Southcom, Partners Fight Transnational Crime
By Cheryl Pellerin
American Forces Press Service
WASHINGTON, Oct. 13, 2011 The military’s work with partners in South and Central America and the Caribbean have brought a range of gains in the area from close military cooperation to supporting the region’s fight against organized crime, the commander of U.S. Southern Command said here yesterday.
In an interview with the Pentagon Channel and American Forces Press Service, Air Force Gen. Douglas M. Fraser said Southcom’s job is working with the nation’s military partners and defending U.S. approaches from the south.
And though he doesn’t see a traditional threat to the United States from any part of Central and South America or the Caribbean, the general said, a threat does exist.
“I do see a nontraditional threat, and that is transnational organized crime,” he explained. “It’s pervasive throughout the region, [but has] a larger impact right now in Central America.”
The threat has a destabilizing impact on many countries, the general said, and includes trafficking in drugs, weapons and people; money laundering and bulk cash transfers; and many other avenues of illicit trade.
Such criminal organizations, he said, have a corrosive impact on countries whose systems of government and institutions may be weak and whose populations are poor.
“It’s a concern that will continue to manifest itself for a long time,” Fraser added, “and it’s one that we just need to continue to work on,” along with partners in the region.
Southcom, based in Doral, Fla., near Miami, is one of the Defense Department’s nine unified combatant commands, providing contingency planning, operations and security cooperation for Central America, South America and the Caribbean.
The command oversees the force protection of U.S. military resources in the region and is responsible for ensuring the defense of the Panama Canal. Southcom’s more than 1,200 military and civilian personnel represent the Army, Navy, Air Force, Marine Corps, Coast Guard and other federal agencies.
Because organized crime is a focus of law enforcement and not military forces, the general added, Southcom has a supporting role in the fight.
Part of the criminal activity involves drug production and transport in and out of the region, he explained.
From law enforcement -- primarily from the host nation, but supported by U.S. agencies -- “we get indications of where those organizations are moving,” Fraser said.
“We’ll find [the criminals], watch them as they move through the maritime environment, and then coordinate with other law enforcement capacity or host nation capacity that can intercept, detain and take those individuals to prosecution and take care of the drugs,” he said.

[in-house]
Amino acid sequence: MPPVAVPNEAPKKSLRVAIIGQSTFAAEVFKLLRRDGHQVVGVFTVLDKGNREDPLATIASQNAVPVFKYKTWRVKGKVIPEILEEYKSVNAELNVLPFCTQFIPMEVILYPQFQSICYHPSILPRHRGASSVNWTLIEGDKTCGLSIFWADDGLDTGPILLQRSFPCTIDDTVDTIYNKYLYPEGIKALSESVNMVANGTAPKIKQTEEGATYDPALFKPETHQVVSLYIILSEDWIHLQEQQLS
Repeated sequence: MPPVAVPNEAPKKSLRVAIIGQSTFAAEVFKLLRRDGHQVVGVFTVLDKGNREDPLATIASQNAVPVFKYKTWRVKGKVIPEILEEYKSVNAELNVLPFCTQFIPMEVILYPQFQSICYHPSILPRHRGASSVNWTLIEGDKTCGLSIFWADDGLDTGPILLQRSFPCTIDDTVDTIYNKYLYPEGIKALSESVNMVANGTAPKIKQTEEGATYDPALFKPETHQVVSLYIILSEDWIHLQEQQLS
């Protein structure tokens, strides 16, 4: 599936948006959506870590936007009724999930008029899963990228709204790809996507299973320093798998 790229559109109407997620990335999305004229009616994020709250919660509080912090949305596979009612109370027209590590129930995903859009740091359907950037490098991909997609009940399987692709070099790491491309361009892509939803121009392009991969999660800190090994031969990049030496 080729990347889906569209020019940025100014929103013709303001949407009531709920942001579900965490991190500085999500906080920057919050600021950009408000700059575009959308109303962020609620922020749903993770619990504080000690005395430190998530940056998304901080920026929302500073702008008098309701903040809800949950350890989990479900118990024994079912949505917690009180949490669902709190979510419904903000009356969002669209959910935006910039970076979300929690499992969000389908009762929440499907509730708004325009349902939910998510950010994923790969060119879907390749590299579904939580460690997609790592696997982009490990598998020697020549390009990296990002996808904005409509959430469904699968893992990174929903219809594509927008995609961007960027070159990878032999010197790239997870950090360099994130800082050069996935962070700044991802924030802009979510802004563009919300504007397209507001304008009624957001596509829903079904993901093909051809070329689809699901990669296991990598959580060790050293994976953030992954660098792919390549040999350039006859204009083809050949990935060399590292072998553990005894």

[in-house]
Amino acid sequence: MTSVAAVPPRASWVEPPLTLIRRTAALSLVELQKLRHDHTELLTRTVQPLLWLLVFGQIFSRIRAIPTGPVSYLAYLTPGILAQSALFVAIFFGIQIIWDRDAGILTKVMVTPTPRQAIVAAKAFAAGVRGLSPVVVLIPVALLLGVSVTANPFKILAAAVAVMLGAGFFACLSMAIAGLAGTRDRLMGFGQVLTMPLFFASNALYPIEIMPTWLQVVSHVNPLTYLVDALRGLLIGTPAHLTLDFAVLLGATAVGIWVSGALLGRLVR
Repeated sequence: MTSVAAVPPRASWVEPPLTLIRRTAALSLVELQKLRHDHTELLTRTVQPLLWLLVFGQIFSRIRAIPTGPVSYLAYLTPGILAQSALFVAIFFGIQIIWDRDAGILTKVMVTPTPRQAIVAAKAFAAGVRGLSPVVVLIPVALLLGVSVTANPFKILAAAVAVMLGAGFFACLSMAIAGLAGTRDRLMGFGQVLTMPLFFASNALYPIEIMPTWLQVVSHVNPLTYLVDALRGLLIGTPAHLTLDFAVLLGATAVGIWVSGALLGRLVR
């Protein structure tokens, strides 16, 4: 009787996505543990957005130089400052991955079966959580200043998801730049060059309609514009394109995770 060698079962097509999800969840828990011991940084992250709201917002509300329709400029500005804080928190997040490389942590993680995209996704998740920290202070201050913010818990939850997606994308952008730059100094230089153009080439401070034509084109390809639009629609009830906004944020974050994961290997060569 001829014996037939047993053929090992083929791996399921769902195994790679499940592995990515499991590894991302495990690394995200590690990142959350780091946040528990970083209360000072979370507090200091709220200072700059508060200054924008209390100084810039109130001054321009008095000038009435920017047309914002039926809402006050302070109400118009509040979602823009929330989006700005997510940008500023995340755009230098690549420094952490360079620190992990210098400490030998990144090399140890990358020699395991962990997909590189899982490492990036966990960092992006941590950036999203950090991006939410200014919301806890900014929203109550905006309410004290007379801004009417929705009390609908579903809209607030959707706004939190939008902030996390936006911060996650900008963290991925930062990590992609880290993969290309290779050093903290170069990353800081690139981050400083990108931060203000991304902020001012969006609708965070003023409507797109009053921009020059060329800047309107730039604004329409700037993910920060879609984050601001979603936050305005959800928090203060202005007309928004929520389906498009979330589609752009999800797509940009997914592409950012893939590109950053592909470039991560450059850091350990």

Southcom also helps to support partner militaries, Fraser said, improving their capacity to support the internal requirements of nations in the region.
“It’s very much an interagency and an international approach, and there is no one solution, there is no silver bullet,” the general said. “We have to address each part.”
Fraser said Southcom has very positive relations with its military partners who, with exceptions such as Cuba, Bolivia and Venezuela, strongly support the United States.
Over the years of military-to-military cooperation with the United States, Fraser said, “we’re seeing that there’s more willingness of partner nations and nations in the region to help support one another.”
For example, he said, the Colombians “have a lot of experience, having fought now almost 40 years trying to reduce the impact of the [guerrilla militias] in Colombia … and they’re willing to share that experience and those lessons with other partners.”
Colombia is actively engaged with Mexico, Honduras and many other countries, he added.
Southcom also works with other agencies, including the U.S. Agency for International Development, to build capacity in Central and South America and the Caribbean to respond to natural disasters.
The magnitude 7.0 earthquake in Haiti in January 2010 was an example of such cooperation, Fraser said. Within three weeks, 23 U.S. ships and 22,000 men and women responded to the relief effort under the command, he said. Six weeks later, Chile experienced a magnitude 8.8 earthquake, but needed less U.S. help than did Haiti, the general added.
“We work throughout the region in support of USAID and our embassies to provide … humanitarian assistance,” Fraser said, and to help nations in the region build emergency operations centers and warehouses for emergency supplies.
With U.S. and other international help, he said, “when you look at hurricanes that affect Central America and the Caribbean on an annual basis, there has been a growing ability of countries to meet their own needs.”
From Southcom’s perspective, Fraser said, defense of the United States doesn’t start at the U.S. border.
“We’re trying to move our defense further and further from our border, working with our partners,” he said.
Southcom’s relationship with nations in its region, the general added, “provides us with stability and security on our southern flank and that’s in our interest, [and] it improves the economic vitality of the region and our ability to trade with one another.”
Across the board, he said, “I see a great impact of our ability to stay engaged.”